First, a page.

Over the last decade promoting active travel has moved from the fringes of urban transport policy to a much more central role in the planning of cities and their transport networks. This is because the promotion of active travel, and the creation of places and streetscapes where people want to walk and cycle, is such a good fit with where cities that are going places want to be.

In this report we take a detailed look at how active travel schemes can transform cities for the better – from Bristol to Inverness and from post-industrial Northern cities to the heart of the City of London.

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Rail Cities UK: Our vision for their future

June, 2018

Significant rail expansion is the 'only viable option' to help UK cities achieve their ambitions on economic growth and meeting housing demand, whilst also creating attractive urban centres with less road traffic and better air quality.

This report sets out a vision of what a step change in rail provision could mean for passengers and cities - and the obstacles that stand in the way.

White van cities: Questions, challenges and options on the growth of urban van traffic

April, 2018

Our report, White van cities: Questions, challenges and options on the growth of urban van traffic, shows how van traffic is the fastest growing sector of road traffic with growth forecast to continue.

However, the evidence on what is driving growth in van traffic is limited and under researched.

This report explores the scale and nature of the growth in van traffic and the impacts on city regions across a range of policy areas, each of which play a key role in determining whether our cities are the kinds of places that people want to live, work, invest and spend time in.

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Number crunch: Transport trends in the city regions

April, 2018

Our report, Number crunch: Transport trends in the city regions, identifies some of the most defining patterns of the past decade (and projected future trends) that are changing the face of the UK’s city regions, and the way that people travel within them.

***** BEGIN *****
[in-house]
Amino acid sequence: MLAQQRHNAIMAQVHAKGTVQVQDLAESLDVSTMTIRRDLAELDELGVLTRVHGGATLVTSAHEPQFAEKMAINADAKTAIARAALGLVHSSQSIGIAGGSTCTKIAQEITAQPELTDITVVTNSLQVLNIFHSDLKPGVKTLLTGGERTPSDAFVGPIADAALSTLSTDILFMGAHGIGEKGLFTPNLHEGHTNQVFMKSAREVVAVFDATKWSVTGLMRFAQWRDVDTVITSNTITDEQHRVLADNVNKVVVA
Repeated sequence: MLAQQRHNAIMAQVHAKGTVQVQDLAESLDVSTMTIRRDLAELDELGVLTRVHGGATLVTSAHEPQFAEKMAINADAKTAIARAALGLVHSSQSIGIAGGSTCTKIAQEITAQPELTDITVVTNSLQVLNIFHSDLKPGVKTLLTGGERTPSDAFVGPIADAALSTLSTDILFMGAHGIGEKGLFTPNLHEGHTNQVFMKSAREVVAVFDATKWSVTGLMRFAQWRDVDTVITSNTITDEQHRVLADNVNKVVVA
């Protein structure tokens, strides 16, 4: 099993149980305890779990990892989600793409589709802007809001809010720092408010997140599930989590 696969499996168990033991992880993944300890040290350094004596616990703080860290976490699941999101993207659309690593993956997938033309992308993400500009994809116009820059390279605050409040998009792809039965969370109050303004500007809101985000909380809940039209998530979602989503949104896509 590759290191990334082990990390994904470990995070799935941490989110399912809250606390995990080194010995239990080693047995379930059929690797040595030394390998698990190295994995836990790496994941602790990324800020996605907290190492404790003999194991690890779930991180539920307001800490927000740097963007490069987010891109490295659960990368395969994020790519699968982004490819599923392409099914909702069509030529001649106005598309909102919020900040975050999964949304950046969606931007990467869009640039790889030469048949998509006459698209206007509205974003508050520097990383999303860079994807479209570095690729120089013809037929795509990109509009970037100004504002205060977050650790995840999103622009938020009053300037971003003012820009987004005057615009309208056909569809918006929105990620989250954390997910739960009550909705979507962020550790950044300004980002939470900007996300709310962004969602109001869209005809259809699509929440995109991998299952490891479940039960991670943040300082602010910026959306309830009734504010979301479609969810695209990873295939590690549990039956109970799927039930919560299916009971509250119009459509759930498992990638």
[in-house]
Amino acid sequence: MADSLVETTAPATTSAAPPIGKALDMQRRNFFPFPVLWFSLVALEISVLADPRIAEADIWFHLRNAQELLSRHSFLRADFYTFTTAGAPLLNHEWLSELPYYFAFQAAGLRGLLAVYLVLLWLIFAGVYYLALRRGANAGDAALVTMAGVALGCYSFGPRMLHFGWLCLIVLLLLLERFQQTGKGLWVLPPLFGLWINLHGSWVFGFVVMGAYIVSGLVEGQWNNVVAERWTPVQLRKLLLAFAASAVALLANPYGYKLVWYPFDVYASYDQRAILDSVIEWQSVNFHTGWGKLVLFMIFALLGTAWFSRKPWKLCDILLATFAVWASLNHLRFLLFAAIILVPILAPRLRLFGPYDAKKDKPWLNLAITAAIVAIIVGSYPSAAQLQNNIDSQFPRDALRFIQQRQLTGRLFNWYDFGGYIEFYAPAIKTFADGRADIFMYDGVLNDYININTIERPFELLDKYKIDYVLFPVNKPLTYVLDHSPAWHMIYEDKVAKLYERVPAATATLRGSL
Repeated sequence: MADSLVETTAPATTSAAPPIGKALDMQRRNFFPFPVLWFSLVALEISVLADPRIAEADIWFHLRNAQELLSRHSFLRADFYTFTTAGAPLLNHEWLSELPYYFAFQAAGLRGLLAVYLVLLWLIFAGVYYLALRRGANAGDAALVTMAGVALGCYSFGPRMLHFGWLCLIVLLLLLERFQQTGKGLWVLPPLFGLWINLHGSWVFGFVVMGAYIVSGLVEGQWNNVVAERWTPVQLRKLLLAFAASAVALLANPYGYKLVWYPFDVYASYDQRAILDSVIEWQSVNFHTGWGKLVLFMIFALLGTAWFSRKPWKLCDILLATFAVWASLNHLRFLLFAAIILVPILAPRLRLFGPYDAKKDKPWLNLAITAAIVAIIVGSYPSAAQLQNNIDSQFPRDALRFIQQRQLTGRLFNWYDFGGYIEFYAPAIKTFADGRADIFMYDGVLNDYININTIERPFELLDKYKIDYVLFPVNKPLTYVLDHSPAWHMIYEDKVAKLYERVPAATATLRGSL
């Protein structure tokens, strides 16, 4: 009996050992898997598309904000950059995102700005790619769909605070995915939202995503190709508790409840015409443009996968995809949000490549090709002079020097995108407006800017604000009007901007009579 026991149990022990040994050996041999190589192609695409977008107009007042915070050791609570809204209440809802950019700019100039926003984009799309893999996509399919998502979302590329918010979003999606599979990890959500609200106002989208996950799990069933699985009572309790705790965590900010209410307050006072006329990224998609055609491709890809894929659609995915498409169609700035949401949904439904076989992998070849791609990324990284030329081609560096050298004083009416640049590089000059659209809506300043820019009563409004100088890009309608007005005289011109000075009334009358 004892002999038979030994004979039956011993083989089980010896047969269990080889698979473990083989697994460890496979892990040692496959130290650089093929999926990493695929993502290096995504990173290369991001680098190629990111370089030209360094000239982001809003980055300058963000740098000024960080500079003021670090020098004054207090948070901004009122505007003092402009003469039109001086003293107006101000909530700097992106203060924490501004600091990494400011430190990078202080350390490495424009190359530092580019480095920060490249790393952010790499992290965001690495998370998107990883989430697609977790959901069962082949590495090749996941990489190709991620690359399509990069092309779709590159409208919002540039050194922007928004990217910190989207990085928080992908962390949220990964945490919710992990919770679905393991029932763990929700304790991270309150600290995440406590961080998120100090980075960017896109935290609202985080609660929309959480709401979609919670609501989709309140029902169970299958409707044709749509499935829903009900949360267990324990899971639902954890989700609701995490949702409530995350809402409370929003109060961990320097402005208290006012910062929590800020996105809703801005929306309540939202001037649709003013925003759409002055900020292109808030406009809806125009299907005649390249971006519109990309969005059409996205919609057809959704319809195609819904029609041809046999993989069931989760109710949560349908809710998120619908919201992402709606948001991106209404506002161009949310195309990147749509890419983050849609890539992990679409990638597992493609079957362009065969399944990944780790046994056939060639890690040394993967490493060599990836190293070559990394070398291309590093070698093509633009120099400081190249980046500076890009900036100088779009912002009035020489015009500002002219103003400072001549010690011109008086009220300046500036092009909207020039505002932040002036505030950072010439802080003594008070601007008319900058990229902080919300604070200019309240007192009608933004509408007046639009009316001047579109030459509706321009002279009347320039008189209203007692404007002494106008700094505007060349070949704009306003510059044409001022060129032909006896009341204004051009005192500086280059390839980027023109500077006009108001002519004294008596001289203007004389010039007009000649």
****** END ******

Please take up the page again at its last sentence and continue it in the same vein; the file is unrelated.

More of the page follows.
Ageing urban populations, rapid bus passenger decline and huge growth in private hire vehicles are just some of the dramatic shifts taking place in UK cities.

The report draws on data from our unique, free and interactive online tool ‘Data Hub’, which allows users to generate bespoke analysis, graphics and charts of transport, economic and population data.

Banks, bytes and bikes: The transport priorities of the new economy

February, 2018

Our report, Banks, bytes and bikes: The transport priorities of the new economy, highlights how transport needs in urban areas are changing amid the growth of the so-called “flat white economy”.

It sets out how this new economy is already a major driver of the wider UK economy, and how business sectors such as communications, media and information increasingly favour urban locations with good quality of place, as well as good access on foot, by bike and by public transport.

The report challenges monolithic views of what business wants on transport in favour of a more nuanced perspective which recognises that there is a new economy with new perspectives on transport priorities.

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Williams Rail Review - Call for evidence: objectives and assessment criteria

April, 2019
Our consultation response to the Williams Rail Review's call for evidence on objectives and assessment criteria. The Review was established to recommend the most appropriate organisational and commercial frameworks to support the delivery of the government’s vision for the railway.
Consulting body: 
Department for Transport

Local roads funding and governance

October, 2018
Our response to the Transport Committee Inquiry into the condition of local roads, their funding and governance. We suggest four actions for government to enable local roads to be bought up to the required standard and be future-ready.
Consulting body: 
Transport Select Committee
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National Infrastructure Commission is right to make devolved transport funding for cities a key test for Government’s future infrastructure plan

Monday, May 13, 2019

 

The National Infrastructure Commission’s call for Government to make devolved funding for urban transport to cities a key test of the Government’s forthcoming National Infrastructure Strategy is hugely welcome, says the Urban Transport Group.

Supporting bus services key to achieving policy goals of Government departments, report shows

Wednesday, March 20, 2019
  • New ‘Connectivity Fund’ needed to reverse significant cuts in bus funding

Investing in bus services is key to achieving a wide range of policy objectives across Government, a new report from the Urban Transport Group has shown.

South Yorkshire transport chief is new Chair of Urban Transport Group

Wednesday, January 30, 2019

Stephen Edwards, the Executive Director of South Yorkshire Passenger Transport Executive (SYPTE), is the new Chair of the Urban Transport Group.

His appointment follows the end of the two-year term of outgoing Chair Tobyn Hughes, Managing Director at Nexus.